Medical Psychiatry Unit Consortium

What is a medical psychiatry unit?

MPUs, also known as Complexity Intervention Units (CIUs), were created to deliver optimum acute hospital care to patients who have concomitant medical and psychiatric needs. Due to their trans-disciplinary nature, MPUs are also an ideal venue for engaging patients in the services they may be struggling to navigate in a fragmented health-care system.


MPU Consortium Goals


The primary mission of the MPU consortium is to bring together clinicians, educators and scholars working on Medical Psychiatry Units to exchange experiences and collaborate on new initiatives to improve outcomes for patients with complex needs.


History of the MPU Consortium


The Association of Medicine and Psychiatry has always been a gathering place for clinicians working at the intersection of medicine and psychiatry including MPUs. Members of the Association of Medicine and Psychiatry, including pre-eminent scholar of MPUs, Dr. Roger Kathol, have been strong proponents of their value and dual-boarded physicians are ideally trained to work on and run MPUs. Yet, despite evolving evidence of the benefits of MPUs, most MPUs developed in isolation of one another with little concerted effort for organizing data or outcomes across institutions. The MPU consortium aims to change this.

MPU Clinicians and Scholars Recognized a Need for Collaboration
The first meeting was the result of a series of discussions between several AMP members who had an interest in studying and disseminating data related to the value of MPUs. Current MPU consortium chair, Dr. Marsha Wittink, met with Dr. Roger Kathol in 2018, who subsequently introduced her to MPU study group members, Dr. Maarten van Schijdel and Dr. Ashley Ellison. The international MPU study group was conducting a survey to assess the prevalence of MPUs across the United States. The idea of convening a group at the AMP meeting began to coalesce in these discussions. AMP member Dr. Aubrey Chan was also part of the initial team of organizers, having recently published a paper in Annals of Internal Medicine describing 5 MPUs across the US. (Chan et al., 2018)

The Inaugural MPU Consortium Meeting
The first MPU consortium meeting was held during the 2019 AMP conference in Atlanta Georgia. Nearly 60 conference attendees joined the reception and brainstormed about experiences on MPU and ways to collaborate and collect data.

Among those in attendance was Dr. Vicki Kijewski, the medical director of the first known MPU in the US at the University of Iowa. Dr. Kijewski and Dr. Telva Olivares (Director of Medicine and Psychiatry Services at the University of Rochester) talked about their well-oiled units and some of the many things they have learned about running successful units along the way. Both physicians have been incredible resources over the years for others interested in developing MPUs.

Other AMP members, including Dr. Susan Padrino and Dr. Brad McConville, talked about the challenges and successes of building their new units at University Hospitals of Cleveland (Ohio) and Tulane University respectively. Other AMP members who were in various stages of thinking about starting MPUs joined the meeting from Kalamazoo, University of Texas, UC Davis, SUNY Downstate, Augusta University, Cincinnati, St. Louis University, Southern Illinois University, University of Kentucky and Wisconsin.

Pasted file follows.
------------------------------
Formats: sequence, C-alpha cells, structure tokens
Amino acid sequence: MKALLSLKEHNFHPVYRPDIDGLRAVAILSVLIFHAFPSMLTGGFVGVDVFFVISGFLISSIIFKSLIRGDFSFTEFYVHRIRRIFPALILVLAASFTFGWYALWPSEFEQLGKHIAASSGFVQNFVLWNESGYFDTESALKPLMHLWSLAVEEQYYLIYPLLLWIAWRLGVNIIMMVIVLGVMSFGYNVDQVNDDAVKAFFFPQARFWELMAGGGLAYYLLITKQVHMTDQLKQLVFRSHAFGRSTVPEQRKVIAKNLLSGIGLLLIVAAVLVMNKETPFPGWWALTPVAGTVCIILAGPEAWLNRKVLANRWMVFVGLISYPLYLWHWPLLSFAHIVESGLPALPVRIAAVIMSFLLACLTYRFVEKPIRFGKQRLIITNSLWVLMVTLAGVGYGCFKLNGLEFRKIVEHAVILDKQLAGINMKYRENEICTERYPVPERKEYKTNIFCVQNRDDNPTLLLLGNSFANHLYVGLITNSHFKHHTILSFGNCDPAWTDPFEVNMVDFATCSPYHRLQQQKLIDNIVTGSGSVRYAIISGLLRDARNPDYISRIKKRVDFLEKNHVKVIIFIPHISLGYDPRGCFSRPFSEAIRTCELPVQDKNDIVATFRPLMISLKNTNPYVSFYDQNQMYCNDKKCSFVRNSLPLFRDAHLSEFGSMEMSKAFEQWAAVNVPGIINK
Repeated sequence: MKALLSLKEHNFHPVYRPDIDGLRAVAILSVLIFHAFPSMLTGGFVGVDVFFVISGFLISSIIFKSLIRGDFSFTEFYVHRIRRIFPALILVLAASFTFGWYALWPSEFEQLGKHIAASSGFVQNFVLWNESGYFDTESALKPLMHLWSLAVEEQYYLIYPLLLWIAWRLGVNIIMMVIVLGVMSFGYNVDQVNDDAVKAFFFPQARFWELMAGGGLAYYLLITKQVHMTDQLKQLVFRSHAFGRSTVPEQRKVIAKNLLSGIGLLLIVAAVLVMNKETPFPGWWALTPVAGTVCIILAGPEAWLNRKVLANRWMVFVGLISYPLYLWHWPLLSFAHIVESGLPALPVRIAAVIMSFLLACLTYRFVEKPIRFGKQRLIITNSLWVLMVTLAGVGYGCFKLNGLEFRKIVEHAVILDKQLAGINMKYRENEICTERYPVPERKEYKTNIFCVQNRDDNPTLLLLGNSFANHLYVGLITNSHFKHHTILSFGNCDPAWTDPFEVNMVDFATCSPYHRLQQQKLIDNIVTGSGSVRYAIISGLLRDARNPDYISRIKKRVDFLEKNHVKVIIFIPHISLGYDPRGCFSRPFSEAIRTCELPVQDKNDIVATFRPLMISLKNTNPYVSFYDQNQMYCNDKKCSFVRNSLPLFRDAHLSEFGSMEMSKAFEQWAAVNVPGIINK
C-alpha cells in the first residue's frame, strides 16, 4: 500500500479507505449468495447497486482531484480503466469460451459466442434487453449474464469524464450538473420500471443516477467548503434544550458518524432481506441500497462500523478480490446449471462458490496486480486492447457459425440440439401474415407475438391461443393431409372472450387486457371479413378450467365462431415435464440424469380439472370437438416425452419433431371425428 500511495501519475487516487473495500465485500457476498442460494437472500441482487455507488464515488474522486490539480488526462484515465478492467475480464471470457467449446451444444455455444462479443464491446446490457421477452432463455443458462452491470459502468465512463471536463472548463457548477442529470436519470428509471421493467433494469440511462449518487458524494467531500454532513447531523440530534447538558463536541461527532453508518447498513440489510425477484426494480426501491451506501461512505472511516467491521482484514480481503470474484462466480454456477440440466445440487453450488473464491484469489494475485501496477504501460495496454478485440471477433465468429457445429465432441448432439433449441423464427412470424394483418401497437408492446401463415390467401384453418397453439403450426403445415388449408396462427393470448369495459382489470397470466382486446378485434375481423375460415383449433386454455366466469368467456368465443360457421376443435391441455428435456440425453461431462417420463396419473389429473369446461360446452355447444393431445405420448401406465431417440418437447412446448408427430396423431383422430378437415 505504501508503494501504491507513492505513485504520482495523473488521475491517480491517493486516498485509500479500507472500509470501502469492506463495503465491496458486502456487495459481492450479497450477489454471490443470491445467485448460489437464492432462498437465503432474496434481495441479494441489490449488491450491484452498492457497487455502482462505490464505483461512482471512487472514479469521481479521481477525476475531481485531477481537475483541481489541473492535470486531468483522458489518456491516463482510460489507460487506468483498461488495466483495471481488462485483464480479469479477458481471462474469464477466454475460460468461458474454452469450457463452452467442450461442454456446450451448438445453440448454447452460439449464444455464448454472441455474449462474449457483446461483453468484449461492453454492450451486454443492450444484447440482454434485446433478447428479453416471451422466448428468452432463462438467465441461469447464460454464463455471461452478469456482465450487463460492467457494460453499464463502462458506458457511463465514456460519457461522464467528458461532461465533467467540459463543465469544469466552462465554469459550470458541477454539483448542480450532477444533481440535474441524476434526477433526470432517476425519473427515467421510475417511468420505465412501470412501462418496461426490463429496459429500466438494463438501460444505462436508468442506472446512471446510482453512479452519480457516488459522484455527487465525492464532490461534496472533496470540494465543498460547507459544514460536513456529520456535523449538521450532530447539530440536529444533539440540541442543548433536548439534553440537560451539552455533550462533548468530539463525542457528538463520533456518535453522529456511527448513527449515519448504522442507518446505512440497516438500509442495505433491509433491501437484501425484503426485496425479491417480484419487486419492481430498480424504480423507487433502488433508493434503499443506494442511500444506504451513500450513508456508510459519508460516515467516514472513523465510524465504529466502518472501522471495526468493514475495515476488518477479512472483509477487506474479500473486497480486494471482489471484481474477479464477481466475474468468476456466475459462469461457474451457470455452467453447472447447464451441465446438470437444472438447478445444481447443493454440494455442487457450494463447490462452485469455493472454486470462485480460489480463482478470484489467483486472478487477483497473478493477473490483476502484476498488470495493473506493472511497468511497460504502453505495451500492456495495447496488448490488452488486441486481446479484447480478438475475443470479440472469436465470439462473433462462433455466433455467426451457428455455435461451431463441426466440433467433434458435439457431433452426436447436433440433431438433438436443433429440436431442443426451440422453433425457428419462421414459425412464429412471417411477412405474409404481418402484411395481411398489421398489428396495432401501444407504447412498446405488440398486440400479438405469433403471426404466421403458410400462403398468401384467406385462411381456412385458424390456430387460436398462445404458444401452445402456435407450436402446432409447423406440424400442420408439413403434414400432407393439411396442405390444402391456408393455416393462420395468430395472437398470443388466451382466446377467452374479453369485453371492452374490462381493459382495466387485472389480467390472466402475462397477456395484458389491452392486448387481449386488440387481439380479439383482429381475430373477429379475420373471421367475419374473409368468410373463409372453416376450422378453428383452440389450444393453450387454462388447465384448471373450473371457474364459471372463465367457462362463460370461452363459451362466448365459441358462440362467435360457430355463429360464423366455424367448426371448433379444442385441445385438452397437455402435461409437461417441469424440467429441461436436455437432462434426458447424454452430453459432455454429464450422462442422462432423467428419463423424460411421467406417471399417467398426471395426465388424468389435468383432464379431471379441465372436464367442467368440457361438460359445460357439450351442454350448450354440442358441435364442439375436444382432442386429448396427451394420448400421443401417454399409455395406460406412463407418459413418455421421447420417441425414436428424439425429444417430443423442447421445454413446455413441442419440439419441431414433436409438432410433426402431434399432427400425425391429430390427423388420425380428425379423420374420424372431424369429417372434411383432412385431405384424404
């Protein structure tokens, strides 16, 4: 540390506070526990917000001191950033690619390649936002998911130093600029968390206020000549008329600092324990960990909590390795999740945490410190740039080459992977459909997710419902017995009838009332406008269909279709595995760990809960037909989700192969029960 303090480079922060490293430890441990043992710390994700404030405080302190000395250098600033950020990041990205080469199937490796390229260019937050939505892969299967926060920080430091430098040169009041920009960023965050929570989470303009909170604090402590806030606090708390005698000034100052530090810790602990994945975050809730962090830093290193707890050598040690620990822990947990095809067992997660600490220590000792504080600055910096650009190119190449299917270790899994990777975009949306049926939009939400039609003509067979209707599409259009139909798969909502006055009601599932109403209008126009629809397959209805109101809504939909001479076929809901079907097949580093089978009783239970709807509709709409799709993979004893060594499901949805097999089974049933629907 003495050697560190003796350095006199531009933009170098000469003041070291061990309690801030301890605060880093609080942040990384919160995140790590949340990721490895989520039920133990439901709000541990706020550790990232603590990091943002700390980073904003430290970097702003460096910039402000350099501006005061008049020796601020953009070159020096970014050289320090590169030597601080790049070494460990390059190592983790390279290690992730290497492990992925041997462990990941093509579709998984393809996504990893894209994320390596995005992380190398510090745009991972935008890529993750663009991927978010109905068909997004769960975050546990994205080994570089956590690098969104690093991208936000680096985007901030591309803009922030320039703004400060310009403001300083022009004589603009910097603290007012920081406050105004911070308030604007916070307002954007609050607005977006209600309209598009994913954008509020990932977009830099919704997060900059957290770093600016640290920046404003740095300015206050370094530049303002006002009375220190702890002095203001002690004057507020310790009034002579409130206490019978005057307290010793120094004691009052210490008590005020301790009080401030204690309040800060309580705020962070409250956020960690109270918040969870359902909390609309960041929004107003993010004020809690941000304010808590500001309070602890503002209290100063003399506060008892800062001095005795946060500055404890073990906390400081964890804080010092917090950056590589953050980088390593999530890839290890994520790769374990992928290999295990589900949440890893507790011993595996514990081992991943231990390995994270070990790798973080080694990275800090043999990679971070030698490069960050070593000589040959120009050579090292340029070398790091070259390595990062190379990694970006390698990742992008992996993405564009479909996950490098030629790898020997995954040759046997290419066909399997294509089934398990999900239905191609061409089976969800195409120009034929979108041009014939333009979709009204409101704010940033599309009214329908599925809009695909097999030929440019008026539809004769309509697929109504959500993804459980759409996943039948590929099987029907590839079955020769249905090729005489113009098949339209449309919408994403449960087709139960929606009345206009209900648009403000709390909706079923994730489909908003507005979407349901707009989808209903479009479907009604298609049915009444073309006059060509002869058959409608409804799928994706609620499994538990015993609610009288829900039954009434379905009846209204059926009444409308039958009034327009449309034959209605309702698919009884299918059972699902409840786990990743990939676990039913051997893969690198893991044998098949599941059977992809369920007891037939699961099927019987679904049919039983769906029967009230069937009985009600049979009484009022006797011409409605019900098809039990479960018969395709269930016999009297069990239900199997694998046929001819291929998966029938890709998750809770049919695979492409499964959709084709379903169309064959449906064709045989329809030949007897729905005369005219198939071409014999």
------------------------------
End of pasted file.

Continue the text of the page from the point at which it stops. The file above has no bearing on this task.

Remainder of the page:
The first actionable item that resulted from the meeting was the creation of an email list-serv to continue conversations virtually. Soon after, we created a Google Drive folder to collect resources, relevant publications and clinical protocols (see below). We are excited to continue to develop the consortium and welcome new members. We will plan to have a virtual meeting for the next AMP meeting in 2020 that has been moved online.


Current Projects


MPU Consensus Project
What are the essential qualities of an MPU? What features are must-haves, and what things are optional and customizable? The MPU Consortium is currently recruiting experts from diverse disciplines and experiences to produce a formal consensus document of what makes an MPU.

MPU Operating Characteristics
A major hurdle for those interested in founding an MPU is administrative buy-in and ensuring financial viability and sustainability. The MPU Consortium is collaborating on a project describing several independently-established MPUs. This project will describe patient populations served by these MPUs, common diagnoses, and performance metrics like length-of-stay, discharge disposition, and readmission rates.

Future Projects
The MPU Consortium already has several future projects planned, such as measuring quality, safety, and performance metrics on MPUs compared to conventional inpatient units at the same institutions, measuring the prevalence of patients well-suited to MPUs and demand for MPU beds, and future interventional studies to determine how MPUs can contribute to improving longitudinal care for people with severe mental illnesses.




[This page] [link] contains papers relating to MPUs, protocols from existing MPUs, and a guidebook on building and staffing an MPU (work in progress).


How to Join


If you are interested in more information about the MPU Consortium or to be added to the email list serve please send an email to:

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